Consistently entertaining and enjoyable.

BATTLE OF THE BODKINS

From the Max & the Midknights series , Vol. 2

Max and the merry Midknights return in their second adventure and fight treacherous foes that steal their forms.

With a high ponytail and skill with a sword, Max is training at the Knight School of Byjovia. Her favorite teacher, Sir Gadabout, has left to help King Conrad, and in his place arrives a foul-tempered instructor named Sir Brickbat. As if this wasn’t trouble enough, a spell gone awry floods the kingdom of Byjovia with bodkins, formless foes from another dimension who take on the form of Byjovian residents. As the denizens of the kingdom are slowly replaced with the evil bodkins, Max and the Midknights must try to discern who is human and who is not in an effort to stop the impending bodkin invasion. Like its predecessor, Peirce’s sophomore graphic hybrid carries on its zippy mix of fast-paced prose and visually interesting illustrations, keeping pages flying to the happy ending with its tantalizing cliffhanger. For those new to the series, this adventure is relatively self-contained, rendering it fine for first-time readers (although a recap of the previous volume is included for the curious). While the illustrations are black and white, shading signals different skin tones: Max and two of her best friends read White, and two other Midknights present with darker skin and hair. Secondary and background characters have a range of skin tones.

Consistently entertaining and enjoyable. (Graphic/fantasy hybrid. 7-12)

Pub Date: Dec. 1, 2020

ISBN: 978-0-593-12590-8

Page Count: 272

Publisher: Crown

Review Posted Online: Sept. 10, 2020

Kirkus Reviews Issue: Oct. 1, 2020

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Readers can still rely on this series to bring laughs.

WRECKING BALL

From the Diary of a Wimpy Kid series , Vol. 14

The Heffley family’s house undergoes a disastrous attempt at home improvement.

When Great Aunt Reba dies, she leaves some money to the family. Greg’s mom calls a family meeting to determine what to do with their share, proposing home improvements and then overruling the family’s cartoonish wish lists and instead pushing for an addition to the kitchen. Before bringing in the construction crew, the Heffleys attempt to do minor maintenance and repairs themselves—during which Greg fails at the work in various slapstick scenes. Once the professionals are brought in, the problems keep getting worse: angry neighbors, terrifying problems in walls, and—most serious—civil permitting issues that put the kibosh on what work’s been done. Left with only enough inheritance to patch and repair the exterior of the house—and with the school’s dismal standardized test scores as a final straw—Greg’s mom steers the family toward moving, opening up house-hunting and house-selling storylines (and devastating loyal Rowley, who doesn’t want to lose his best friend). While Greg’s positive about the move, he’s not completely uncaring about Rowley’s action. (And of course, Greg himself is not as unaffected as he wishes.) The gags include effectively placed callbacks to seemingly incidental events (the “stress lizard” brought in on testing day is particularly funny) and a lampoon of after-school-special–style problem books. Just when it seems that the Heffleys really will move, a new sequence of chaotic trouble and property destruction heralds a return to the status quo. Whew.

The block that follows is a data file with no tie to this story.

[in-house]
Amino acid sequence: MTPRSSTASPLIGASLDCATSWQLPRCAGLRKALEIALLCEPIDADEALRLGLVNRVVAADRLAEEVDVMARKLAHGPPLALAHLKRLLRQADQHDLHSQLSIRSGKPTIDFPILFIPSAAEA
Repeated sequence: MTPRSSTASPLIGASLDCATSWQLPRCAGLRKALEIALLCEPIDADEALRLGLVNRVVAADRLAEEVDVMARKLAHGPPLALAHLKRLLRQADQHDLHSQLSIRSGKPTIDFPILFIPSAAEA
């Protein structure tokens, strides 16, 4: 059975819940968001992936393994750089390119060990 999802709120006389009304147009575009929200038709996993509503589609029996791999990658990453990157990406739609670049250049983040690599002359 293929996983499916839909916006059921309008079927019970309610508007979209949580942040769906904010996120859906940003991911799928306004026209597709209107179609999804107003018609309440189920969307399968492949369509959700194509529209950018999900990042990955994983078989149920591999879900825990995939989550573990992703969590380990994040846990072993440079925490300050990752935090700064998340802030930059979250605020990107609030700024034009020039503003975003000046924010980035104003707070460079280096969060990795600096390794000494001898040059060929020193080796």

Readers can still rely on this series to bring laughs. (Graphic/fiction hybrid. 8-12)

Pub Date: Nov. 5, 2019

ISBN: 978-1-4197-3903-3

Page Count: 224

Publisher: Amulet/Abrams

Review Posted Online: Nov. 19, 2019

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More trampling in the vineyards of the Literary Classics section, with results that will tickle fancies high and low.

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DOG MAN AND CAT KID

From the Dog Man series , Vol. 4

Recasting Dog Man and his feline ward, Li’l Petey, as costumed superheroes, Pilkey looks East of Eden in this follow-up to Tale of Two Kitties (2017).

The Steinbeck novel’s Cain/Abel motif gets some play here, as Petey, “world’s evilest cat” and cloned Li’l Petey’s original, tries assiduously to tempt his angelic counterpart over to the dark side only to be met, ultimately at least, by Li’l Petey’s “Thou mayest.” (There are also occasional direct quotes from the novel.) But inner struggles between good and evil assume distinctly subordinate roles to riotous outer ones, as Petey repurposes robots built for a movie about the exploits of Dog Man—“the thinking man’s Rin Tin Tin”—while leading a general rush to the studio’s costume department for appropriate good guy/bad guy outfits in preparation for the climactic battle. During said battle and along the way Pilkey tucks in multiple Flip-O-Rama inserts as well as general gags. He lists no fewer than nine ways to ask “who cut the cheese?” and includes both punny chapter titles (“The Bark Knight Rises”) and nods to Hamilton and Mary Poppins. The cartoon art, neatly and brightly colored by Garibaldi, is both as easy to read as the snappy dialogue and properly endowed with outsized sound effects, figures displaying a range of skin colors, and glimpses of underwear (even on robots).

More trampling in the vineyards of the Literary Classics section, with results that will tickle fancies high and low. (drawing instructions) (Graphic fantasy. 7-10)

Pub Date: Dec. 26, 2017

ISBN: 978-0-545-93518-0

Page Count: 256

Publisher: Graphix/Scholastic

Review Posted Online: May 14, 2018

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